But if one feels content already in their strong tie relationships, why bother venturing out and socializing with others? Let’s say you and your strong tie friends all have a love for mental health. Everyone has all the valuable knowledge about it because you all do a great job on communicating effectively and openly with one another. But, your network wouldn’t expand and you may miss out on other valuable information, such as taking care of your physical health. The weak ties you have may serve to bridge that knowledge gap and broaden your perspective with opportunities to explore new information.
4. Married couples don’t experience loneliness.
It’s often assumed that once you’re married, then you won’t experience loneliness. But a marriage with a lot of unresolved conflict can contribute to it. In fact, along with the rising divorce rates, research also shows that roughly one-third of married couples report feeling lonely. This goes to show that just because two people live together, doesn’t mean misunderstandings between them haven’t caused a disruption to their relationship. It’s important to understand that putting a ring on the finger doesn’t guarantee safety from feeling emotionally disconnected. In fact, if you find yourself in the wrong relationship, that can heighten your loneliness even further than being single. If you want to alleviate the loneliness you may be experiencing in your relationship, find ways to stay connected with your partner, such as having regular date nights or taking couples therapy into consideration.
5. Loneliness is caused by poor social skills.
Cacioppo states that it’s commonly misconceived that if you train someone with poor social skills, then their loneliness will be reduced. But, loneliness doesn’t solely target those who are more socially reserved. People who have adequate social skills still experience loneliness. The solution isn’t as simple as being able to communicate effectively. It can be a good starting point when building authentic connections with others, but it’s not enough to cure loneliness altogether. In order to cope with loneliness, it’s important to retrain the way we think about other people. Cacioppo states that it’s about understanding what loneliness is doing and learning to correct our behaviors that encourage it.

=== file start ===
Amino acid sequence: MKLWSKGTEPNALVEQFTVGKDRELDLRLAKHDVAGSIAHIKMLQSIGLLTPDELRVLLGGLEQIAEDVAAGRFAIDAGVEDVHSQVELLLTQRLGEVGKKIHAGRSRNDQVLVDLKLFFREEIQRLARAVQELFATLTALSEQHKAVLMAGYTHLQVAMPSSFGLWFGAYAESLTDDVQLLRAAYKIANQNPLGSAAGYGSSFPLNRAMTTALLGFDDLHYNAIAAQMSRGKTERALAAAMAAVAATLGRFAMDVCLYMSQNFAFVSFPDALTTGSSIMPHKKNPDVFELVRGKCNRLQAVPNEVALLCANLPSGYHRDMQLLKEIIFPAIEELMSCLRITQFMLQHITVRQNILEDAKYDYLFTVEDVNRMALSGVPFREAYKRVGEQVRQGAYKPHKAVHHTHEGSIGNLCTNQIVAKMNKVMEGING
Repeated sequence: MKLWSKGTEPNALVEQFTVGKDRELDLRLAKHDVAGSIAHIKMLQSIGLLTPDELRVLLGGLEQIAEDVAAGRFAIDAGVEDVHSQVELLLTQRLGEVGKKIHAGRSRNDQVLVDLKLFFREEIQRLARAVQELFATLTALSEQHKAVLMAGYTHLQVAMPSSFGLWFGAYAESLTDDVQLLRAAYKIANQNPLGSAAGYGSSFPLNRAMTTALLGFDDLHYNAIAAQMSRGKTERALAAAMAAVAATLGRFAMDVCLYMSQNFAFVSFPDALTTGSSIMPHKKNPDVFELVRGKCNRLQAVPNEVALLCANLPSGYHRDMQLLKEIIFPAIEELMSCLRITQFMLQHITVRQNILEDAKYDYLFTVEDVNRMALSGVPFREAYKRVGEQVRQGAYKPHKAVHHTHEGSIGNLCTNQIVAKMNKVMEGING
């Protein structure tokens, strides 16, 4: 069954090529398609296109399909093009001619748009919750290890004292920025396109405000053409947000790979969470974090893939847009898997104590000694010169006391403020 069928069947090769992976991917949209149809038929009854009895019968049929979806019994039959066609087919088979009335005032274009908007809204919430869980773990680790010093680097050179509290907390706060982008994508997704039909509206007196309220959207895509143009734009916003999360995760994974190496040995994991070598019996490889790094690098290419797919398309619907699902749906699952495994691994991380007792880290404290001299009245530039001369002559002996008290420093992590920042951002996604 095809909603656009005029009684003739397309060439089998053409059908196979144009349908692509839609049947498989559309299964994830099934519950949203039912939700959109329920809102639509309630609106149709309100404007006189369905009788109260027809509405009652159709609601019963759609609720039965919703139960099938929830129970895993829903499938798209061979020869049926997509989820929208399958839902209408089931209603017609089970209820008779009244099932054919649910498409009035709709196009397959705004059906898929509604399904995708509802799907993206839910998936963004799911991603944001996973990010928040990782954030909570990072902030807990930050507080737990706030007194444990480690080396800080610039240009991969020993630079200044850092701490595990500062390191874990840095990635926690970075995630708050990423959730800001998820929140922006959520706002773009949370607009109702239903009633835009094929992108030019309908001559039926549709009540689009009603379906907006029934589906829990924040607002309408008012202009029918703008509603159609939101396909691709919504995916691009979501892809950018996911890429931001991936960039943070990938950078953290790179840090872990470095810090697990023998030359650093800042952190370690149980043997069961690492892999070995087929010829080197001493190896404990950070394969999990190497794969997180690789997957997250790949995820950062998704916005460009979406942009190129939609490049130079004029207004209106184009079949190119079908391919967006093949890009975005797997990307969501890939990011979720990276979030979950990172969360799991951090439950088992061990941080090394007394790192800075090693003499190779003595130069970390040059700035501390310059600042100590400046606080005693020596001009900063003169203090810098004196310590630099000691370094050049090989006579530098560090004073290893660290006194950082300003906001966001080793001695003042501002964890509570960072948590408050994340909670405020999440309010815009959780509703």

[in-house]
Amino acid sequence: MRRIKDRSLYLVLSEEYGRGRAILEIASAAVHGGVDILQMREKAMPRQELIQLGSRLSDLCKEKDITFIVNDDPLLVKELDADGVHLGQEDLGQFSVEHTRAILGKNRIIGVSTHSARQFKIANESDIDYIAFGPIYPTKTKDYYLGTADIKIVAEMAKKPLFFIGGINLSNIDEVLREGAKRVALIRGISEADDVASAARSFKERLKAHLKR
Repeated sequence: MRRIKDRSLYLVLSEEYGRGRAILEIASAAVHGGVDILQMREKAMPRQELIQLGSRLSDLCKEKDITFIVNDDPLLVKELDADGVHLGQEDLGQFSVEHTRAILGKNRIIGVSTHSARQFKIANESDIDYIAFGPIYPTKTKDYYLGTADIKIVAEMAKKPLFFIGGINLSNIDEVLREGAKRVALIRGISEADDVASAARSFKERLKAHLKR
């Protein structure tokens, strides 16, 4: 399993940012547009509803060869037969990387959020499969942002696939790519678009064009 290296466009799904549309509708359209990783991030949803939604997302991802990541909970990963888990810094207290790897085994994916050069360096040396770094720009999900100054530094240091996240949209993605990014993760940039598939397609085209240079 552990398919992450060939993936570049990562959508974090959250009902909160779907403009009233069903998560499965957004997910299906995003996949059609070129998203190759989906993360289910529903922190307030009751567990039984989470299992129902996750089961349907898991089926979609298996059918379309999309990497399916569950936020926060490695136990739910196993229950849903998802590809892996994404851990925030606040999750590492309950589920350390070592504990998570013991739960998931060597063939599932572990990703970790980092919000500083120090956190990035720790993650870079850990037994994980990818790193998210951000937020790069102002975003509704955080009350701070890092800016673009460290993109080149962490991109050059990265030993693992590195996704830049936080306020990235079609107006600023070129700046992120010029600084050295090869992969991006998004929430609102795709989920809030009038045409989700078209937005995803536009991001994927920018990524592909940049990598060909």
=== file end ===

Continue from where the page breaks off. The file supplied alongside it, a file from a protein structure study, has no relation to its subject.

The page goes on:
6. People die because of loneliness.
Loneliness doesn’t directly cause people to die. Instead, it’s linked to the increased risk of early mortality. People are often dying due to cardiovascular diseases, cancer, suicide, and diabetes. Genetics and environmental factors play a role on influencing them, but loneliness can encourage these conditions to occur earlier. Loneliness increases vascular resistance, which moves blood to your muscles and heart. This is helpful when you are experiencing a threat, but as you get older, this can increase your blood pressure. Loneliness can also increase your cortisol levels, which raises your stress. When you experience too much stress, it takes a toll both on your mental and physical health.
7. There is nothing good about loneliness.
Loneliness experienced frequently and intensely can put your health at risk, but loneliness in general is commonly experienced by all of us at some point in our lives. Similar to our stress system that warns us about potential danger for survival purposes, loneliness acts as a reminder to connect with others. Humans are not solitary creatures to begin with. Being lonely may not feel good, but it would be scarier to not be able to feel anything at all.
Join the movement and start talking about loneliness! How has loneliness affected your life? Psych2Go would love to hear your thoughts! Please be sure to leave a comment down below!
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Entis, L. (2016, June 22). Chronic Loneliness is a Modern-Day Epidemic. Fortune. Retrieved December 6, 2017.
Onderko, P. (2017, June 15). 4 Common Myths About Loneliness. Success. Retrieved December 6, 2017.